Annual Montana Folk Festival rolls into Butte this weekend
This weekend Uptown Butte transforms itself into a hotbed of music, art, culture and entertainment during the annual Montana Folk Festival. And it’s all free.
The gigantic music festival is Friday, Saturday and Sunday. The theme this year is “Culture of the Car.” Organizers are expecting at least 150,000 people to attend, which makes it the largest outdoor festival in the state.
George Everett, festival director, said the festival committee chose “Culture of the Car” this year because of the importance automobiles have had on the heritage of Montana. “We thought it was time to take a closer look at (the automobile) and focus on it,” he said. “Plus we have a close partnership with the Montana Automobile Museum which has a huge collection of old, antique vehicles.”
Everett said some of the museum’s vehicles will be on display on Park Street, as will several art cars from a coalition organized by Harrod Blank. Blank is a documentary filmmaker and art car enthusiast from California. See a full interview with him on this site soon.
“Several of the best will be there, about 100 cars or more including an 1888 Benz, a few antique Model T’s and some of the finest that you’ll see at the auto museum in Deer Lodge along with people showing off their vehicles and street rods.”
But while the cars are an important aspect of the festival, it wouldn’t be the Montana Folk Festival without unique, high-quality music.
This year’s festival has more than 20 groups representing a broad range of musical and cultural traditions performing on the festival’s six stages. Some of the highlights include the female Mariachi band Mariachi Reyna Los Angeles, the R&B/soul singer Swamp Dogg, the authentic New Orleans group The Stooges Brass Band, Jamaican Reggae singer Don Carlos, and Chicago Blues performer Lurrie Bell.
To kick off the festival this year, Everett said The Stooges Brass Band will lead a traditional Second Line parade leading people to join them as they march to the Original, the site of the main stage of the festival. Everett said the parade is a combined effort to both help keep things fresh while keeping elements that have worked in past festivals, also.
“We really try to top ourselves each year and try a lot of surprises, too,” he said. “This year, for instance, we have film showings – we’ve never done that before – and that’ll be at the Butte Archives where we’ll show Les Blank’s documentaries as well as Harrod Blank’s films.”
Some of the other changes this year include more Native American art than ever before and a few small adjustments at the Family Area. The Montana Folk Festival website underwent an overhaul recently, too, to help streamline information for people better.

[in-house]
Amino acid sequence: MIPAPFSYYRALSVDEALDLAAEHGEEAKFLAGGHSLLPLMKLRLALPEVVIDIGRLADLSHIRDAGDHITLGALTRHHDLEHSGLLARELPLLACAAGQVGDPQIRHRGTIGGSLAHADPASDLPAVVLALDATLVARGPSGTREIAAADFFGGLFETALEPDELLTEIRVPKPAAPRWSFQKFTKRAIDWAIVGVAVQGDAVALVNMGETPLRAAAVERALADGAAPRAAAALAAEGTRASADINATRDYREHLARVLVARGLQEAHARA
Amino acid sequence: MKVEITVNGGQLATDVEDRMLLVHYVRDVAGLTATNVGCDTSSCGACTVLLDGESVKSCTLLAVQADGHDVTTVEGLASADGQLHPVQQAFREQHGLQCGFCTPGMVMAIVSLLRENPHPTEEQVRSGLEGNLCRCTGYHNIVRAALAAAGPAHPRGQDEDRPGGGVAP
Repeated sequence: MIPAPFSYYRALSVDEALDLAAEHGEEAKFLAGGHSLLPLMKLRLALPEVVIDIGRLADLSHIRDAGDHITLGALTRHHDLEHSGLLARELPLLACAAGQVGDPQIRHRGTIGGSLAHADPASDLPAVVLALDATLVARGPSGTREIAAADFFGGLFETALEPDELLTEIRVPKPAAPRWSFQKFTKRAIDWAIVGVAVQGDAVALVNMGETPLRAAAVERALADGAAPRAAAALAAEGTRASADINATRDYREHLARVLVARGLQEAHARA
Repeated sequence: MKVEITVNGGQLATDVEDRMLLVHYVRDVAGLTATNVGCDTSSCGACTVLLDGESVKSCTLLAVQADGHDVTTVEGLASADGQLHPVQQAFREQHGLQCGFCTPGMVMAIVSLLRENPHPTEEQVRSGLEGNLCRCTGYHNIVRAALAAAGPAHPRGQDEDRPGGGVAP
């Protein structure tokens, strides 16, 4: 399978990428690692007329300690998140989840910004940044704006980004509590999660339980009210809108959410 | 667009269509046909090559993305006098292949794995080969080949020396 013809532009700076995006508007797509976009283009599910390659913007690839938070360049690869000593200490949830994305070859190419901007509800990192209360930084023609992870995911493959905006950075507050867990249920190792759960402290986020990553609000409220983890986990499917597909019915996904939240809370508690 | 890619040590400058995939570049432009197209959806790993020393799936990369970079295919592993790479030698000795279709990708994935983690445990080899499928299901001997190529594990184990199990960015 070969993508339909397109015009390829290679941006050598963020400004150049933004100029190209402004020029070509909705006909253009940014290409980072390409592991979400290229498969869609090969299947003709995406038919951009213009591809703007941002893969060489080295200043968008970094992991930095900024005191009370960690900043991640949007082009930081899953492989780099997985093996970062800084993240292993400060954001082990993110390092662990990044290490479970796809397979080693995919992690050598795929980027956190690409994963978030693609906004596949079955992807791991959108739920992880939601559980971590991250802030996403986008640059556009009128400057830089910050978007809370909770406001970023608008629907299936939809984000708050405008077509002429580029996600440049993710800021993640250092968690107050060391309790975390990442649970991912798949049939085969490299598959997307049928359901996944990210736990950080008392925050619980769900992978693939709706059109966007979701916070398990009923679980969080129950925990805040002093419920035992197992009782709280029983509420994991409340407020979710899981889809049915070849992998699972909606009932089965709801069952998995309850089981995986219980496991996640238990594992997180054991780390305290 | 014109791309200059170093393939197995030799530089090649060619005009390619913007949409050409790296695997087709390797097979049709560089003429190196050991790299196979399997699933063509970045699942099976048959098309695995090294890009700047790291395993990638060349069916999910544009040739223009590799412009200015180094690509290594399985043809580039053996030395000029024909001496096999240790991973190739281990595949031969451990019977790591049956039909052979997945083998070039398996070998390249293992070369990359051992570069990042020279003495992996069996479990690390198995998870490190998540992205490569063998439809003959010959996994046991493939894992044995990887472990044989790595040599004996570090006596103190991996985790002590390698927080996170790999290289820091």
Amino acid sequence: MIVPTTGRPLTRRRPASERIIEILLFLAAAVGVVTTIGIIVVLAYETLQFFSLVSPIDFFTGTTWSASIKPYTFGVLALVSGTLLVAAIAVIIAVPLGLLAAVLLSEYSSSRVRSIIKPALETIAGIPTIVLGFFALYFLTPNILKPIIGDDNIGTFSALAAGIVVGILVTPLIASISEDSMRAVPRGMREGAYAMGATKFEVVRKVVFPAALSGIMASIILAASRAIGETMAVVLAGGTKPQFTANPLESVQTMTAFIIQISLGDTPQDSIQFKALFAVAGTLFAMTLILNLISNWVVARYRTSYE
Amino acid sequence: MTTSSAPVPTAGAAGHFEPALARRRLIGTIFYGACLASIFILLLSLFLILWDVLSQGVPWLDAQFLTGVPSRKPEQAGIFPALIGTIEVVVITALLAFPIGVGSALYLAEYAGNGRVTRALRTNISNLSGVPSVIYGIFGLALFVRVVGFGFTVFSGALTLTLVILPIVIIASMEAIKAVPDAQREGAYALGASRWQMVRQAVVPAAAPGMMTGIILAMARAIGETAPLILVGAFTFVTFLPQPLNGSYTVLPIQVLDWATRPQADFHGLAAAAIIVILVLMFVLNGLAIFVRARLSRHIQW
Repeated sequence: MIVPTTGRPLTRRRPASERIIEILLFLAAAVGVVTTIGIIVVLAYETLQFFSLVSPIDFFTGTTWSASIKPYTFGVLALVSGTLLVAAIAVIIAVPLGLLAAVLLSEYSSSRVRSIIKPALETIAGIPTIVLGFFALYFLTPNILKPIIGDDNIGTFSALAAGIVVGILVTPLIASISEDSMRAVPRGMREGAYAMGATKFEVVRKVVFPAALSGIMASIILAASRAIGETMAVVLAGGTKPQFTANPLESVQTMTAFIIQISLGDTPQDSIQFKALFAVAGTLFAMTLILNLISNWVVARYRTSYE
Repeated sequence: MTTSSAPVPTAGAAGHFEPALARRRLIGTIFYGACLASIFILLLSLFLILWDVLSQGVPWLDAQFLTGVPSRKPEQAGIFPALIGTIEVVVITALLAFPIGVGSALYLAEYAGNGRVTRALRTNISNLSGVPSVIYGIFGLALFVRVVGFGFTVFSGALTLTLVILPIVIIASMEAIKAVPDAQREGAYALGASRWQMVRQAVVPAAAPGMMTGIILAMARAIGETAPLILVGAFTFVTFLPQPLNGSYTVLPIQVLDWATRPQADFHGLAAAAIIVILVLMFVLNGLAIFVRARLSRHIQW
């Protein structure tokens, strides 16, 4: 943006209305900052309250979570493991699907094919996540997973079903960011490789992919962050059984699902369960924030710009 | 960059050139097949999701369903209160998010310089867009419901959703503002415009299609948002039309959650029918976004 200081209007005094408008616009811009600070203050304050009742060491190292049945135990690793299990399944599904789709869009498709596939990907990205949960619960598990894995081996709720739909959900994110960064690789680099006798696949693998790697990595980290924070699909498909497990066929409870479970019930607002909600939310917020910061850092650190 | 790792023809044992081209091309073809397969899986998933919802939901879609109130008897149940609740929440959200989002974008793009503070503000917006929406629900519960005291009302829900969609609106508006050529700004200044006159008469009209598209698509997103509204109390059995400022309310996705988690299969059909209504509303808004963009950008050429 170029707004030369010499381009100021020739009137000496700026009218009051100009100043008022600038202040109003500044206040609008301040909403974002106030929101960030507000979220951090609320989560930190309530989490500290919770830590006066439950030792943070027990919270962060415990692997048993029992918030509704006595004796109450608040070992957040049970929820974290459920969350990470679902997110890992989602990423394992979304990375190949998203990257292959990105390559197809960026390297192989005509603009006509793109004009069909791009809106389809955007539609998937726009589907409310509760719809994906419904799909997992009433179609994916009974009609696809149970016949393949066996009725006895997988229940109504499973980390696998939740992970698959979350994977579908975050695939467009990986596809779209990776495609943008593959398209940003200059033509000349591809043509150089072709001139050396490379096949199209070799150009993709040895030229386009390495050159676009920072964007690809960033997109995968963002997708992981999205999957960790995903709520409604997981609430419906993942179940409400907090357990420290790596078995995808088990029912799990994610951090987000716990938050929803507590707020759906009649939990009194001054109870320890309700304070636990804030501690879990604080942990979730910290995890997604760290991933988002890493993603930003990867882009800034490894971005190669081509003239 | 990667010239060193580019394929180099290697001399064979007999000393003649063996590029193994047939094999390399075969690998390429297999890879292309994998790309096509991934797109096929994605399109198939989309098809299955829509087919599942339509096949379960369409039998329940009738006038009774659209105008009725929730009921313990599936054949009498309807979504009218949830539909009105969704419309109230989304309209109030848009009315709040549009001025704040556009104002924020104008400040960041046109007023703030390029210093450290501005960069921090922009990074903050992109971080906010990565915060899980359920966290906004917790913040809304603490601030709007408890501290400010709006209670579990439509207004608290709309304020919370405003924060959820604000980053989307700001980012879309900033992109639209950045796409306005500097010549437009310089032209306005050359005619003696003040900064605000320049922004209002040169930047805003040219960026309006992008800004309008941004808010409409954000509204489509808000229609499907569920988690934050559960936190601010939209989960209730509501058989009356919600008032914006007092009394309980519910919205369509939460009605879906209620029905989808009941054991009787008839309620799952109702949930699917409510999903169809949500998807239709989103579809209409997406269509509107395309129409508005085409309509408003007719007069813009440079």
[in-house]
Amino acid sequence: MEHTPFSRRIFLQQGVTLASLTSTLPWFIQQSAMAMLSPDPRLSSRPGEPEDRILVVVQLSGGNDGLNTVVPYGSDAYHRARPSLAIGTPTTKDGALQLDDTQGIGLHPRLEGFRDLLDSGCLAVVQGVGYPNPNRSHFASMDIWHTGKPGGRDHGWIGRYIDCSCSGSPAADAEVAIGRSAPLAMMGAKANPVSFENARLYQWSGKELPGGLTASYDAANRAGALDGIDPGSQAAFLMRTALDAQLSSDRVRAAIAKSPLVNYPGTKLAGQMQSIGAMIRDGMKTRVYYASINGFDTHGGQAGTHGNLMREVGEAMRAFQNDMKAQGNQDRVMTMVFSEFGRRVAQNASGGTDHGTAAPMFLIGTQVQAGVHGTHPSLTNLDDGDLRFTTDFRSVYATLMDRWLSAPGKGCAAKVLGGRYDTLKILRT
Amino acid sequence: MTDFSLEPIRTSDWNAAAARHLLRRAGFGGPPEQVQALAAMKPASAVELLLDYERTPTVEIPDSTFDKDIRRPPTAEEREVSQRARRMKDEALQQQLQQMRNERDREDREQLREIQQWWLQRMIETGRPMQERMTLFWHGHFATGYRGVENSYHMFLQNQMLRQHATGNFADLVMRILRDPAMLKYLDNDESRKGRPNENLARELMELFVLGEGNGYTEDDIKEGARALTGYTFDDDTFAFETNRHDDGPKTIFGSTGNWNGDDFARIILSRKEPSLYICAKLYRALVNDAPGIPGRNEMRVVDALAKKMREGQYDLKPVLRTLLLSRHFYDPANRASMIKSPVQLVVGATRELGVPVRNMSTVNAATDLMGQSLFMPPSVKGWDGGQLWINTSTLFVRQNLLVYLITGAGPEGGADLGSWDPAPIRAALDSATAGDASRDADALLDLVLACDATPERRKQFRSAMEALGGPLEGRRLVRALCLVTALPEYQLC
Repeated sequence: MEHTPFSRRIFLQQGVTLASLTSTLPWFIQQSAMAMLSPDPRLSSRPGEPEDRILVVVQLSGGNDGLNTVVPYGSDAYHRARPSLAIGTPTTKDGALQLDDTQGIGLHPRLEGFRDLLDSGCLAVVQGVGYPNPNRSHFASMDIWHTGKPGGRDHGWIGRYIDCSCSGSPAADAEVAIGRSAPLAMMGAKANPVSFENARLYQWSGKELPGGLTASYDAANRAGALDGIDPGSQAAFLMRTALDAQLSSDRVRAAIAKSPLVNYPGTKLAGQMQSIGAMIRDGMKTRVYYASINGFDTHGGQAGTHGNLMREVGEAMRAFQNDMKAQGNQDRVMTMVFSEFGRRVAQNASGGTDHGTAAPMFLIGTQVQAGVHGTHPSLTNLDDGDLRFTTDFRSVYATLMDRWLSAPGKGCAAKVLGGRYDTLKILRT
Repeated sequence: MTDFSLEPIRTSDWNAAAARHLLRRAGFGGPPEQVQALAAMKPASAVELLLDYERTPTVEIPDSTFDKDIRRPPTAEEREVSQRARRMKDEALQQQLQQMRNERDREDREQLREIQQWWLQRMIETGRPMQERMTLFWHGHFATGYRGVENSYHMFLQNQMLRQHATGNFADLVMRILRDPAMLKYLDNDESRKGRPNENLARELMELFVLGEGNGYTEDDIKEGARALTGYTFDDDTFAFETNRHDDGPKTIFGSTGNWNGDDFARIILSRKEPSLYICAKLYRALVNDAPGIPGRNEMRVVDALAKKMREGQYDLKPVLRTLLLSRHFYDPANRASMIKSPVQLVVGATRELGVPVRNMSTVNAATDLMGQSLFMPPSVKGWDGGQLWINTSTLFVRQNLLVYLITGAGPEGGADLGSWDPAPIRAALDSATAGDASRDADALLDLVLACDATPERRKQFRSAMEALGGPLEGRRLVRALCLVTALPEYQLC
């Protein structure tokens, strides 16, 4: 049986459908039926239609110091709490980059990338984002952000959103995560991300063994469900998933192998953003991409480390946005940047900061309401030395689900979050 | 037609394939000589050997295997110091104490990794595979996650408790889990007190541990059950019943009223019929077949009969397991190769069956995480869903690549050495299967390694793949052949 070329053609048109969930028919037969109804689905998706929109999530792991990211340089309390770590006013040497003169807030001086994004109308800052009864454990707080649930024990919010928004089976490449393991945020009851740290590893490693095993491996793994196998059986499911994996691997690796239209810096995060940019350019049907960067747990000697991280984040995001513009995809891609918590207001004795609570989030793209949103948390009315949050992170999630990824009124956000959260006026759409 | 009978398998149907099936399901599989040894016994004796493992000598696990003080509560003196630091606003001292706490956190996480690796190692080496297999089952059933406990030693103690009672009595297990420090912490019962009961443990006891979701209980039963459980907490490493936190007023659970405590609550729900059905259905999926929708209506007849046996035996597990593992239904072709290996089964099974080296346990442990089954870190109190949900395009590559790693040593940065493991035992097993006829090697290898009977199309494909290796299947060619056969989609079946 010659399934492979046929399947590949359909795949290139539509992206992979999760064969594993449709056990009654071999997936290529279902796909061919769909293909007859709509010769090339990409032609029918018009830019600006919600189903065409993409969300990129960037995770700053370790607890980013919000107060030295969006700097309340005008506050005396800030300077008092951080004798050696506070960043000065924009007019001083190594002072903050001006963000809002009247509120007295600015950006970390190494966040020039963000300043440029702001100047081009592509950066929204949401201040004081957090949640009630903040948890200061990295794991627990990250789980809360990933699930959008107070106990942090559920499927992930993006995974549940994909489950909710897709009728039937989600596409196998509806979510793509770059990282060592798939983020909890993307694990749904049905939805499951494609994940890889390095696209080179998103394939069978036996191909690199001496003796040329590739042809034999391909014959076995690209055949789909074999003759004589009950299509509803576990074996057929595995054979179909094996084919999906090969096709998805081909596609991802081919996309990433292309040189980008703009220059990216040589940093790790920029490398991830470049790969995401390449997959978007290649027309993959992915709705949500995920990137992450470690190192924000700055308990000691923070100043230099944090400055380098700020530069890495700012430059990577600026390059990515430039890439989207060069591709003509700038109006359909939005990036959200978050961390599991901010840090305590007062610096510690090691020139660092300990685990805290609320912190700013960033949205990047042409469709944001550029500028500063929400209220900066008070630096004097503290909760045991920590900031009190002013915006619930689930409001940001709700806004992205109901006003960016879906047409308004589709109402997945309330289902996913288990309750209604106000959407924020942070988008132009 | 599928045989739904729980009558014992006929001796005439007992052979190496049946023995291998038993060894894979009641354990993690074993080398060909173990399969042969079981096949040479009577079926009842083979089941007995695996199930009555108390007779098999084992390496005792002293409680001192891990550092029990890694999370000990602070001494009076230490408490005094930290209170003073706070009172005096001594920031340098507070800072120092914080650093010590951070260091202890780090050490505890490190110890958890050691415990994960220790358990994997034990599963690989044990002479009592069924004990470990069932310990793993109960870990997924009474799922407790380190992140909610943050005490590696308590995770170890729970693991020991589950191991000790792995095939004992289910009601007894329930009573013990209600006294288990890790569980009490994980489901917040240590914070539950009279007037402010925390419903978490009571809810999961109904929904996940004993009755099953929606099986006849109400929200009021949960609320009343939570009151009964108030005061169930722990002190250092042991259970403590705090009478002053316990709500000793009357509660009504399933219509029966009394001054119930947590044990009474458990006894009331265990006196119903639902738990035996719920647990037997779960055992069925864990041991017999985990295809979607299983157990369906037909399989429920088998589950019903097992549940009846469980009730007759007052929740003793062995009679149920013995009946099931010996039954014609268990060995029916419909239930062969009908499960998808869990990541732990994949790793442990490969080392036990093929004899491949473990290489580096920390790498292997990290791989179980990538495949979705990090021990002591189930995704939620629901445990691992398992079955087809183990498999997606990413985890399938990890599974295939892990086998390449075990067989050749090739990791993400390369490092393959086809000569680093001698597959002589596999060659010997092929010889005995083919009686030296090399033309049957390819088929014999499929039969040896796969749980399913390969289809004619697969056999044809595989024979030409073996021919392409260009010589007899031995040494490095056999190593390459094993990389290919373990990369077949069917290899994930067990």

No matter what changes, however, Everett said one thing they’re set on is keeping the festival free for everyone. He said while other folk festivals have started free and eventually became a ticketed event, they’re determined to keep it free for as long as they can.
One big way they do that is by asking for donations and through major sponsors.
“We are going to continue for as long as we can to not charge admission, so in exchange people can look for the red buckets on site and throw in a 10-spot if they can,” he said. “Which goes toward funding help tents, sound systems, booking musicians and all of the other huge expenses we have. If you write a check, we’ll write a letter thanking you individually, otherwise we thank you in advance and after the fact that you’ve helped us pay the bills.”
Some of this year’s sponsors include Montana Resources, the Dennis and Phyllis Washington Foundation, Atlantic Richfield Company, the Montana Office of Tourism, Seacast and Imagine Butte, among many others.
Another fun aspect to the festival is that not only do the musicians come from across the U.S., and the world to perform, the attendees come from all over as well.
Everett said each year they make sure to advertise just as much outside of Montana as they do in-state to attract visitors of all kinds to come see all that our state has to offer.
“We’ve had people from all over the world, really, either coming up to see Yellowstone or going to Glacier and down on their way to Yellowstone,” he said. “We advertise all across the region and our goal is to have more people come from outside of Montana. Whether you’re from Canada, Butte, Great Falls, Helena, Missoula Billings, or anywhere, really, we invite you to come and have a great time.”
For more information on the Montana Folk Festival, including a full schedule of events, visit www.montanafolkfestival.com
Keep checking back to bssbuzz.com for more articles/videos/photos later in the week along with interviews with musicians and artists who are participating in this year’s event.